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Home Categories Biotech Is Neuralink The Craziest Idea of Elon Musk Yet?

Is Neuralink The Craziest Idea of Elon Musk Yet?

The amalgamation of the mind with the machine has been widely used in fictional media, cyborgs being a clique trope within the science fiction world. Transcending human limitations, to use machinery to enhance our capabilities. Although, evolving via harnessing machines, is slowly morphing from fiction into reality, with the emergence of ‘Neuralink’. 

Neuralink Wants To Achieve “Symbiosis With Artificial Intelligence”

The San Francisco based company Neuralink, was founded by Elon Musk in 2016, with the grandiose long term goal of creating “symbiosis with artificial intelligence”. It aims to implant computer chips into the human brain, accompanied by 1024 electrodes. The device is set to cure neurological conditions, alongside the symbiosis of bridging humankind with AI

Musk And His History Of Pushing Technological Boundaries

Elon Musk has a previous history of pushing technological boundaries, being the founder of SpaceX and Tesla Motors, both disruptive in their respective fields. Therefore, presenting the endearing neuroscience start-up was naturally the next progression. When questioned about the origins and inspiration for Neuralink, Musk has been outspoken regarding AI threats to humanity. Musk deems his Neuralink technology to be an effort “to keep up” with machines. 

Neuralink Prototype Demonstration

On August 28th, 2020, Elon Musk, unveiled a live-streamed demonstration of his new technology. He demonstrated the Neuralink prototype on pigs, who had the device implanted 2 months ago. The pigs appeared to be comfortable, indistinguishable from other pig behaviors, despite the implant.

The demonstration showed a screen displaying neural firing activity from the pig brain, transmitted from the Neuralink device. Musk went on to display the prototype appearance, a small device, the mere size of a coin, accompanied by 1024 thin wires.

The device has sensory mechanisms for monitoring temperature, pressure, and motion. It provided a 12-hour battery life, in which wireless charging is required, which has been thought to be troublesome considering the device is implanted in the skull.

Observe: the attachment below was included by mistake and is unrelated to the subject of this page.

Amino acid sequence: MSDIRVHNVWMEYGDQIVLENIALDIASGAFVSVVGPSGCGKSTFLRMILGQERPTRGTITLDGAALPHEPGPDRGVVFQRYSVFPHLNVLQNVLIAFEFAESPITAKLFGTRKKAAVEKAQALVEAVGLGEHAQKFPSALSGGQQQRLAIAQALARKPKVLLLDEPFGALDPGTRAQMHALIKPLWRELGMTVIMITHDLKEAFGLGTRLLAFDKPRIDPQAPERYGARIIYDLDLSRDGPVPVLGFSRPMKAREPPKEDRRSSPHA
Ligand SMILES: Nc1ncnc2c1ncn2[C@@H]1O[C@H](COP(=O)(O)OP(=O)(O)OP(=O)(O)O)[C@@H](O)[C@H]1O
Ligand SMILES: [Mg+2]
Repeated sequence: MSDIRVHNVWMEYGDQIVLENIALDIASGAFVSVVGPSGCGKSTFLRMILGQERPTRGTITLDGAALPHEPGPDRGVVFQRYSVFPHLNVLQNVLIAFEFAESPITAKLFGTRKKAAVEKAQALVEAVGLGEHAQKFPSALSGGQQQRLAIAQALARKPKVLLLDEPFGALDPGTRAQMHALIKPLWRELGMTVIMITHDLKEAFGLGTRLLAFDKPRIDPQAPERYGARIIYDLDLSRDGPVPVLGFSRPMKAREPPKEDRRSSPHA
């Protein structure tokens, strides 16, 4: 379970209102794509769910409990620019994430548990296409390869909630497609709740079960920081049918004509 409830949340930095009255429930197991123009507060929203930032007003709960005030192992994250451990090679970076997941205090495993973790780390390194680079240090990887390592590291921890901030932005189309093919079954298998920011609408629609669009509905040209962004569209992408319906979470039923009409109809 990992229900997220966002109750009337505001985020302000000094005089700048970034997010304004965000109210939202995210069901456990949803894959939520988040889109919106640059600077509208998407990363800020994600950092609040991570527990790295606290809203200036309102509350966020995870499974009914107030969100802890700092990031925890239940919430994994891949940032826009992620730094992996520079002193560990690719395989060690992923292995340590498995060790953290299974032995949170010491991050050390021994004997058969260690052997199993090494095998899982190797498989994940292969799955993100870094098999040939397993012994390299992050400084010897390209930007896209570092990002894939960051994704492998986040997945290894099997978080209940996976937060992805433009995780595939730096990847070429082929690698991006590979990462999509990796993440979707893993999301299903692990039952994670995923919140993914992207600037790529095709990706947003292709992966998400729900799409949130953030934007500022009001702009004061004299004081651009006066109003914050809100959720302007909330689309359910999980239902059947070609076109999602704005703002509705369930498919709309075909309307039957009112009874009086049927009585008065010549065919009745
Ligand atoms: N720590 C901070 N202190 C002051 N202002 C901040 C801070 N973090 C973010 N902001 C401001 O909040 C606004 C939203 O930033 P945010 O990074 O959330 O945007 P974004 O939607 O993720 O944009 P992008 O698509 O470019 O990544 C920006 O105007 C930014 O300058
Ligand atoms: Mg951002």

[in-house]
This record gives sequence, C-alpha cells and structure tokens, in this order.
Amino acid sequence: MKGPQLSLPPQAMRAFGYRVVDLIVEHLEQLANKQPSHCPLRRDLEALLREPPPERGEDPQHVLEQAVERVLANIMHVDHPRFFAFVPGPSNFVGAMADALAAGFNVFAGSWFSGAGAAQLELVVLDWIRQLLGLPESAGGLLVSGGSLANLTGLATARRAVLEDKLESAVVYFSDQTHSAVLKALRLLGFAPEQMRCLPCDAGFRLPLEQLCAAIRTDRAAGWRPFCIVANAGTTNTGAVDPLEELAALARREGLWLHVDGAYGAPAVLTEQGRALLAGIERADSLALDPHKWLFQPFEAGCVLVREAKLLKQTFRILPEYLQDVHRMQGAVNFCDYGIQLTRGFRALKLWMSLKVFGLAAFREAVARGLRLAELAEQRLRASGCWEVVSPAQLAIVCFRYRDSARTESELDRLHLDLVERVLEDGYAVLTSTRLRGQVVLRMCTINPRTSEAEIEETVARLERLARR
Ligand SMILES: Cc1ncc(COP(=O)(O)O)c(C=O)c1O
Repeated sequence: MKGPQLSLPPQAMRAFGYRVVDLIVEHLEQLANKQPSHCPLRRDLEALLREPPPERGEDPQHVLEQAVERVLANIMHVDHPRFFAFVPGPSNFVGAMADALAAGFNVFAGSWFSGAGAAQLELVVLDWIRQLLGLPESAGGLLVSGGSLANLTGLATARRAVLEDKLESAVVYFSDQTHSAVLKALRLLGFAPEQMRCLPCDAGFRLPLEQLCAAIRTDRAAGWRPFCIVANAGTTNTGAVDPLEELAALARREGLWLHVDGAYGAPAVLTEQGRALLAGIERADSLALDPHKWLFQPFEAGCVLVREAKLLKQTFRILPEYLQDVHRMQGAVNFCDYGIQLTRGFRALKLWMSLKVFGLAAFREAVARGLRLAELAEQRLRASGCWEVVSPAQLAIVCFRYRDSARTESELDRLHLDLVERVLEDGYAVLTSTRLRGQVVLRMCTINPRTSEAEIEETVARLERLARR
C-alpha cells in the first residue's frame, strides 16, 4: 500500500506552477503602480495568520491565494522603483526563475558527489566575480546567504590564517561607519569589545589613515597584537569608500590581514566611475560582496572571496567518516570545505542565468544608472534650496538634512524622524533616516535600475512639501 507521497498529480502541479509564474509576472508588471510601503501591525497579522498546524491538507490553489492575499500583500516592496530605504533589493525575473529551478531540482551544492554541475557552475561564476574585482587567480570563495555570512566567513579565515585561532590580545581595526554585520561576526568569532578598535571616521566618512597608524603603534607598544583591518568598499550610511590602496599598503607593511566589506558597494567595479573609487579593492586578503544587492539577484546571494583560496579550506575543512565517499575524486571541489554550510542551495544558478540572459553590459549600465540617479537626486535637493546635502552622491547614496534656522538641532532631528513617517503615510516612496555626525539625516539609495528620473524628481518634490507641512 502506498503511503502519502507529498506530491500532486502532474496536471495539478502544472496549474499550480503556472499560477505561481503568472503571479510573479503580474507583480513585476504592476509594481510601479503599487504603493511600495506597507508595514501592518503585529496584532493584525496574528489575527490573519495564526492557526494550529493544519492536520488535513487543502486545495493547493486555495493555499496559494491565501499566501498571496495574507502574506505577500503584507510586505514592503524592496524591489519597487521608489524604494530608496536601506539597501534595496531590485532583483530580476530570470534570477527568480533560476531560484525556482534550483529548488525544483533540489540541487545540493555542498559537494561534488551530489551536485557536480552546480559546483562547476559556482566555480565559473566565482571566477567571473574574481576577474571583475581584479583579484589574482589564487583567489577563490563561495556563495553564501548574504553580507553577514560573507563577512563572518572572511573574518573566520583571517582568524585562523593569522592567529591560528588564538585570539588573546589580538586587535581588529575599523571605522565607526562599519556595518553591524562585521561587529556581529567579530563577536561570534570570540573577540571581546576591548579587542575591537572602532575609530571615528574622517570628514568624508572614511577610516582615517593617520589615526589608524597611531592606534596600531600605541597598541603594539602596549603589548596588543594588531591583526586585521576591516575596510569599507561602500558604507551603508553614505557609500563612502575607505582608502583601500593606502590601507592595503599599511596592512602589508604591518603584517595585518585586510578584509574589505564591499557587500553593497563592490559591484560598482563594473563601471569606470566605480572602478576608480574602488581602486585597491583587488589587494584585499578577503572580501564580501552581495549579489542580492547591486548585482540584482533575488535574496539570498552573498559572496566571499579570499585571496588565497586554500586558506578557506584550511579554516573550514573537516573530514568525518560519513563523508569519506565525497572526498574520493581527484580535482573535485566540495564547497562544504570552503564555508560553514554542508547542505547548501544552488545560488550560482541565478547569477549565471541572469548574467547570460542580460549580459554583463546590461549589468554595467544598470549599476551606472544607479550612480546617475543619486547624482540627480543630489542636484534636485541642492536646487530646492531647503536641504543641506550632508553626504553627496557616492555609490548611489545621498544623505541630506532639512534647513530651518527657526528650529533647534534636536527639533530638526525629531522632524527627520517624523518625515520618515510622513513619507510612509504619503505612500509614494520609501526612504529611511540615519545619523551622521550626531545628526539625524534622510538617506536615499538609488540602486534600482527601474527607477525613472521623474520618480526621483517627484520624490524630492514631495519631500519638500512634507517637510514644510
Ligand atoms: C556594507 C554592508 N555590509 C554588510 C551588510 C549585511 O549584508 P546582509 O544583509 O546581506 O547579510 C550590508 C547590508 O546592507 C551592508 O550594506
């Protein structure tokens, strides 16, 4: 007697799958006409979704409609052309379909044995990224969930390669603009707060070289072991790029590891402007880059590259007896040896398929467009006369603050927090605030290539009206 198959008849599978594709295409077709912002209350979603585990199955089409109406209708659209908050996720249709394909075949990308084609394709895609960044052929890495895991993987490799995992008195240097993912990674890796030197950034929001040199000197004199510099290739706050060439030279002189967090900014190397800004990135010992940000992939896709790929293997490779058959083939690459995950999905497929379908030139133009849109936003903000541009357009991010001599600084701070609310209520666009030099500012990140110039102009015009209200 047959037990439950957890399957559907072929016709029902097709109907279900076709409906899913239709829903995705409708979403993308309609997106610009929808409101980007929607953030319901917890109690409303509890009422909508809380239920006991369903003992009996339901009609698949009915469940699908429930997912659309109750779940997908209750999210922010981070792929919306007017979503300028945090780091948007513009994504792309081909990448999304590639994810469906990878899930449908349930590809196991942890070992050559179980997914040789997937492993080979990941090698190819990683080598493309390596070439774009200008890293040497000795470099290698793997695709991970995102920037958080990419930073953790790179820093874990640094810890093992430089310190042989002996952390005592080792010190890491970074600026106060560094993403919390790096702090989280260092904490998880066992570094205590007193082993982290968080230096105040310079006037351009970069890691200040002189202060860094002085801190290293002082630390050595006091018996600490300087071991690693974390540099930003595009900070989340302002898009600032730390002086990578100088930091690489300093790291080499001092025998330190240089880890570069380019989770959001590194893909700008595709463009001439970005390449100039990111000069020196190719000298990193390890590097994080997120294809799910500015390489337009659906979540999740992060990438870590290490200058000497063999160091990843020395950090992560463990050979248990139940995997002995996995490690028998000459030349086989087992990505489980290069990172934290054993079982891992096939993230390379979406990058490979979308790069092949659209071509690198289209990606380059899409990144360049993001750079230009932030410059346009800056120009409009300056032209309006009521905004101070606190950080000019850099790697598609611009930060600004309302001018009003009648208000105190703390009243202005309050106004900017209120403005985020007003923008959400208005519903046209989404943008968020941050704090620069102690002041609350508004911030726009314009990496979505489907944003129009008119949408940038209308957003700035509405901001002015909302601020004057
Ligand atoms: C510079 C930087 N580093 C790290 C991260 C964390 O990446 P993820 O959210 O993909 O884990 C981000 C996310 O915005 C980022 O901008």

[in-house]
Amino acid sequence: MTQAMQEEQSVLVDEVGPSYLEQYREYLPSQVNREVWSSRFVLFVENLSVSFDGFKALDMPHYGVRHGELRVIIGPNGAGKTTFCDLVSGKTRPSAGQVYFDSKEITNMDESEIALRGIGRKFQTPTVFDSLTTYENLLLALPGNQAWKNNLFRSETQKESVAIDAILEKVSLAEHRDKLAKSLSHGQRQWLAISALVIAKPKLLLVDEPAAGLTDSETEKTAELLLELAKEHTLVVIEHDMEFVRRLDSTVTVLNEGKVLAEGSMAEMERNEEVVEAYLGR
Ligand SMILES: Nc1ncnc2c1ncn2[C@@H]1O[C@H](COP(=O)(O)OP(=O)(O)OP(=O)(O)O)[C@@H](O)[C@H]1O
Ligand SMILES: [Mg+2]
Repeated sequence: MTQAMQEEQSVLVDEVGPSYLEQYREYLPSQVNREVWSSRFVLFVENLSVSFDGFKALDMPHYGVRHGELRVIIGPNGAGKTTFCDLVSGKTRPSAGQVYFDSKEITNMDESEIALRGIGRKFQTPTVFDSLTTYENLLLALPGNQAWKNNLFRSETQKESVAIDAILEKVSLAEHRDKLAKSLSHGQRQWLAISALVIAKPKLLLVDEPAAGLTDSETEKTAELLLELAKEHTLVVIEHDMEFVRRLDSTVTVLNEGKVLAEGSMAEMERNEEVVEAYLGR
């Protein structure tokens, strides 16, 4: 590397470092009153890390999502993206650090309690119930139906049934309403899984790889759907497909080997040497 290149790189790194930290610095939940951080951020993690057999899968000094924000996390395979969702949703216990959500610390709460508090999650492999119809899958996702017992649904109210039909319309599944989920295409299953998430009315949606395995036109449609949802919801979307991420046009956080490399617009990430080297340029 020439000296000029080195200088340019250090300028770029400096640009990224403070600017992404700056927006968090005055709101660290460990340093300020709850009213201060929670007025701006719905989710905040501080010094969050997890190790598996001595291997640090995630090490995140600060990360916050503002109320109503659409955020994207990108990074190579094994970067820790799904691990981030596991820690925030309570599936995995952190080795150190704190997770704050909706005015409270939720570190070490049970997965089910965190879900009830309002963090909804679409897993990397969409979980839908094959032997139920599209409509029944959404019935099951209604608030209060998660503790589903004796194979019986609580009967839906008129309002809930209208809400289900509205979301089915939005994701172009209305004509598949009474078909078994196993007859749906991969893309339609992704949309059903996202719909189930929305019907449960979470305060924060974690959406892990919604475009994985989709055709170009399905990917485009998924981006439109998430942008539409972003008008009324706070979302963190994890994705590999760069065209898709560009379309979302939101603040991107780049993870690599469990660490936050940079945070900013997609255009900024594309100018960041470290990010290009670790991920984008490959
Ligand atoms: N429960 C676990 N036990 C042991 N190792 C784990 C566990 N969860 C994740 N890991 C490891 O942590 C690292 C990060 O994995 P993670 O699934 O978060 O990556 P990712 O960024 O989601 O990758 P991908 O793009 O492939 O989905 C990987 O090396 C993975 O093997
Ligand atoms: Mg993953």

Musk Acknowledges Challenges Of His Product

Musk acknowledged challenges, such as the biocompatibility of foreign objects in the human body, alongside longevity. Considering the chip will be implanted in the brain indefinitely, infections and immune responses were to be of concern. Furthermore, non-invasive surgery to implant the Neuralink into the brain was proposed to be done by a robot surgeon, since the link filaments are to be placed with machine-like precision. 

The robot surgeon was created, in collaboration with Woke Studios, designed with zero room for error. Understanding the implications, Woke Studios commented in a press release that if the machine “were to vibrate and shift even a fraction of a millimeter, the results could be catastrophic,’.

Furthermore, Loren Frank, a neuroscientist at UCSF, stated “Having that work in a human brain for a long time without problems, without destroying a bunch of blood vessels and so on, is a really hard biological problem”. Furthermore, the company will face a host of formalities, such as government-approved human testing, and convincing people to have a robot surgeon implant a device into their skull, and deliver 1024 wired stitches into their brain.

Neuroscience professor Ralph Adolphs, of California Institute of Technology, explained “The primary initial application will be for people who are ill and for clinical reasons it is justified to implant such a chip into their brain. It would be unethical to do so right now in a healthy person.”

Although Musk has a previous track record for theatrical scientific endeavors, the excitement was stirred. Claims were made in the presentation that in the future, Neuralink would be able to record and replay memories and be used via telepathy